Time ~ Looking Back & Travelling Forward

Time ~ Looking Back & Travelling Forward

Warning – This post tells the true story of a family where over time incest was an ongoing part of life. Do not read if you have personal issues regarding this topic.

One of my close school friends had an amazing and insightful father. She was lucky that way. Even as teenagers the conversations he bought up taught me such a lot about real history. Not the kind that appears in the school textbooks though.

One morning there had been something on the news about incest. We were having breakfast and taking hold of the topic, her dad told us that in some small out of the way places incest was still rife. Inhabitants often turned a blind eye as it had been a fixture for generations of family life, going way back in time. He explained that once a child had been abused they often found it difficult to break the chain and so could go on to abuse their own children or others in the family or neighbourhood.

I was fascinated and horrified in a macabre type of way and when the others left the table I continued the conversation asking questions. I never forgot that chat and his matter of fact attitude to such a problem.

The year here is not exact but if we go back in time perhaps 75 years we find 2 sisters, Milly and Sarah, who were both married to men they stayed with a life time – and their offspring.

It is probably easier if you see the pictorial family tree before I tell you their story.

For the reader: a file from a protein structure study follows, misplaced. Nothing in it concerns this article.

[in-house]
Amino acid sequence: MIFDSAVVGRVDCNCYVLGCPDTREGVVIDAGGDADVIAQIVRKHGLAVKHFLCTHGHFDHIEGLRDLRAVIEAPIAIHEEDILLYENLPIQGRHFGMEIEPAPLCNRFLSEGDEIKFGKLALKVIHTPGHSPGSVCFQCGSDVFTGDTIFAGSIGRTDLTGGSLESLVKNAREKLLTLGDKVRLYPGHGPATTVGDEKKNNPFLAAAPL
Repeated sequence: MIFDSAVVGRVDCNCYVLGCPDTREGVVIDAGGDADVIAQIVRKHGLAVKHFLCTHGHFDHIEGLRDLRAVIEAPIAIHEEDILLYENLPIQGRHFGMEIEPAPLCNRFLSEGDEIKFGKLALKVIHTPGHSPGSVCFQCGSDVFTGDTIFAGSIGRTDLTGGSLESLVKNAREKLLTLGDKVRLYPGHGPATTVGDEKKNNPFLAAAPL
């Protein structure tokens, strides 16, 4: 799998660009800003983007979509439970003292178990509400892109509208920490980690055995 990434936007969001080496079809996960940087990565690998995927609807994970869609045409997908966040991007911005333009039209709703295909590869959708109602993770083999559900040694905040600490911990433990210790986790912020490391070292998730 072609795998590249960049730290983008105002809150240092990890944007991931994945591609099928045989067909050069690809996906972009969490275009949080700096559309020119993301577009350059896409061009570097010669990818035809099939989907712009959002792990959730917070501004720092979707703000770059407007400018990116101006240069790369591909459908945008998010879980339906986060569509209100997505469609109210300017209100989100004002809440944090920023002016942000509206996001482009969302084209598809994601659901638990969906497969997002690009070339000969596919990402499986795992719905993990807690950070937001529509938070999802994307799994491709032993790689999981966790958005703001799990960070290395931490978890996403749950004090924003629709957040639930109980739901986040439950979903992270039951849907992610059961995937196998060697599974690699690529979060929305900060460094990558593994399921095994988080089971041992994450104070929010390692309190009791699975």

From the above family tree only Annie, Patrick and Christina are still alive.

  • Ted married Beth and they had one child called Annie.
  • Laura married Geoff and they never had any children.
  • Tony married Liz and they had a stillborn baby.
  • Their cousin Jane married Dick, who was Ted’s friend, and they had two children – Christina and Patrick.

Here is the spiral of known abuse within this family. Whether it went back further is not certain…

Chain of abuse

As soon as Ted was in his mid-teens he raped and then continued to abuse his twin sister Laura. Soon after he began to sexually abuse his younger brother Tony.

Laura went on and married Geoff – who incidentally came from a physically abusive background. They had a sexless marriage. So obviously no children were conceived. Regarding her childhood, Laura once said that the abuse was simply a way of life.

Tony led a very sad existence – his wife had a still born baby and shortly after she died of cancer. Time passed, and when Tony died some years later, letters were discovered indicating that he was in fact gay. He chose to hide his sexuality.